Bush's avoidance of responsibility here was straightforward lying – a number of reports had long warned that the levees were not sufficiently secure. Clinton's was the pedant's defence against responsibility – "having sex" clearly means different things to different people. Likewise, civil servant Sir Robert Armstrong did not mislead the public by lying during the Spycatcher trial in 1986. He was simply "economical with the truth". A gift for verbal elision is the stock in trade of the professional blame-dodger.
More recently, more modestly, but equally entertainingly, there was Labour MP David Wright's Twitter message about the Conservatives, "You can put lipstick on a scum-sucking pig but it's still a scum-sucking pig". This was apparently down to "someone ... tinkering with his Twitter account". And on the other side of the benches, Conservative MP Stewart Jackson defended claiming expenses for his swimming pool as legitimate because "the pool came with the house and I needed to know how to run it".
Politicians ain't what they used to be, that's for sure. Once upon a time they would fall on their sword when they felt they – or their, crucially, their department – had failed. Memorably, James Callaghan resigned immediately after the pound devalued under Harold Wilson's government in 1967. It wasn't his personal fault, but as Chancellor it was his responsibility – hence he was honour-bound to go.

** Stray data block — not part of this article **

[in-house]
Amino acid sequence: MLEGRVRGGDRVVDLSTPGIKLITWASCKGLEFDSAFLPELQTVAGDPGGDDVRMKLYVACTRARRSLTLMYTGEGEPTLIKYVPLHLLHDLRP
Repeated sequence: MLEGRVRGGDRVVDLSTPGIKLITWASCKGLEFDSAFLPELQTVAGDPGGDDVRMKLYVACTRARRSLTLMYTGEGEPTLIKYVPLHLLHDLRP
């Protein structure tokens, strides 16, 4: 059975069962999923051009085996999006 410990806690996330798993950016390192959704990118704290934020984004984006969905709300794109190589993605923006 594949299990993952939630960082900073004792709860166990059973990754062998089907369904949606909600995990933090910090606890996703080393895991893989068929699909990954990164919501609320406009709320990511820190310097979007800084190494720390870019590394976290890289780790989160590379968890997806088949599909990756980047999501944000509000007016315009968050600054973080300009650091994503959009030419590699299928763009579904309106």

In stark contrast, Norman Lamont hung on as Chancellor blithely – or rather shamelessly – for seven months after Britain was forced out of the Exchange Rate Mechanism in 1992. That crisis was partly Lamont's fault, as well as his responsibility, but it made no difference. Political times had changed – now it was a question of surviving at all costs, or at least until you are about to be sacked anyway.
The concepts of "fault" and "responsibility" are woefully mixed up in both the private and the public mind. If Baby Peter dies on her watch, it is not Sharon Shoesmith's fault, but it is her responsibility which is why it is shameful that she did not resign when the facts of the case came out. If the England team put in their worst performance in World Cup history, that isn't Fabio Capello's fault – the fault is separated into multiplicitous strands – but it is his responsibility. You may resign either because of fault or because of responsibility – but few people do either, nowadays.
An excuse is a wonderfully tempting thing, though, even for ordinary human beings. The really good excuse is like an all-purpose suit of armour. Ideally, it will be unchallengeable on the grounds of taste or propriety. There's a great episode of Curb Your Enthusiasm in which the mother of Larry David's character dies. He's not close to her and he's not that upset, but he quickly finds out that whenever he messes up – as, being Larry, he does frequently – as soon as he uses the phrase "my mother just died", he is immediately forgiven. He consequently starts to use the excuse with recreational abandon – even getting good tables at sought-after restaurants because "my mother just died".